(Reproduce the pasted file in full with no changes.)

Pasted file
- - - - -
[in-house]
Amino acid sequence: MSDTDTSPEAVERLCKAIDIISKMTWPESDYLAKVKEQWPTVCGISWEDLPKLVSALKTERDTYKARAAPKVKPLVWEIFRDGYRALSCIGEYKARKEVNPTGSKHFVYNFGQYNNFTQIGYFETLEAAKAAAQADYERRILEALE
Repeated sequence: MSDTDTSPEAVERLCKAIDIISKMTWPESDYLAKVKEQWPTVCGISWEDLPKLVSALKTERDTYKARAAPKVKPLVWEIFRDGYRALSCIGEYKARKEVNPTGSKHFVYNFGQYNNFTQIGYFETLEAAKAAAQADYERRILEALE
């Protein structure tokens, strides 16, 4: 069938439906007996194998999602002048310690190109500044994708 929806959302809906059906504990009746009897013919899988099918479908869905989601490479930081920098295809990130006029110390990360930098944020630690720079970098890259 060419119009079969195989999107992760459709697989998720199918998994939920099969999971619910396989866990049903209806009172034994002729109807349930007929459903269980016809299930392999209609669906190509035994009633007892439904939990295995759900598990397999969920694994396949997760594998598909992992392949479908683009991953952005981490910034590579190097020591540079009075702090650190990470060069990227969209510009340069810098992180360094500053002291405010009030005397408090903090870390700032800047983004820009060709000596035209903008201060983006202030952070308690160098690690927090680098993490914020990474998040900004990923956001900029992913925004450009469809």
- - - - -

[in-house]
Amino acid sequence: MSDTDTSPEAVERLCKAIDIISKMTWPESDYLAKVKEQWPTVCGISWEDLPKLVSALKTERDTYKARAAPKVKPLVWEIFRDGYRALSCIGEYKARKEVNPTGSKHFVYNFGQYNNFTQIGYFETLEAAKAAAQADYERRILEALE
Repeated sequence: MSDTDTSPEAVERLCKAIDIISKMTWPESDYLAKVKEQWPTVCGISWEDLPKLVSALKTERDTYKARAAPKVKPLVWEIFRDGYRALSCIGEYKARKEVNPTGSKHFVYNFGQYNNFTQIGYFETLEAAKAAAQADYERRILEALE
């Protein structure tokens, strides 16, 4: 069938439906007996194998999602002048310690190109500044994708 929806959302809906059906504990009746009897013919899988099918479908869905989601490479930081920098295809990130006029110390990360930098944020630690720079970098890259 060419119009079969195989999107992760459709697989998720199918998994939920099969999971619910396989866990049903209806009172034994002729109807349930007929459903269980016809299930392999209609669906190509035994009633007892439904939990295995759900598990397999969920694994396949997760594998598909992992392949479908683009991953952005981490910034590579190097020591540079009075702090650190990470060069990227969209510009340069810098992180360094500053002291405010009030005397408090903090870390700032800047983004820009060709000596035209903008201060983006202030952070308690160098690690927090680098993490914020990474998040900004990923956001900029992913925004450009469809």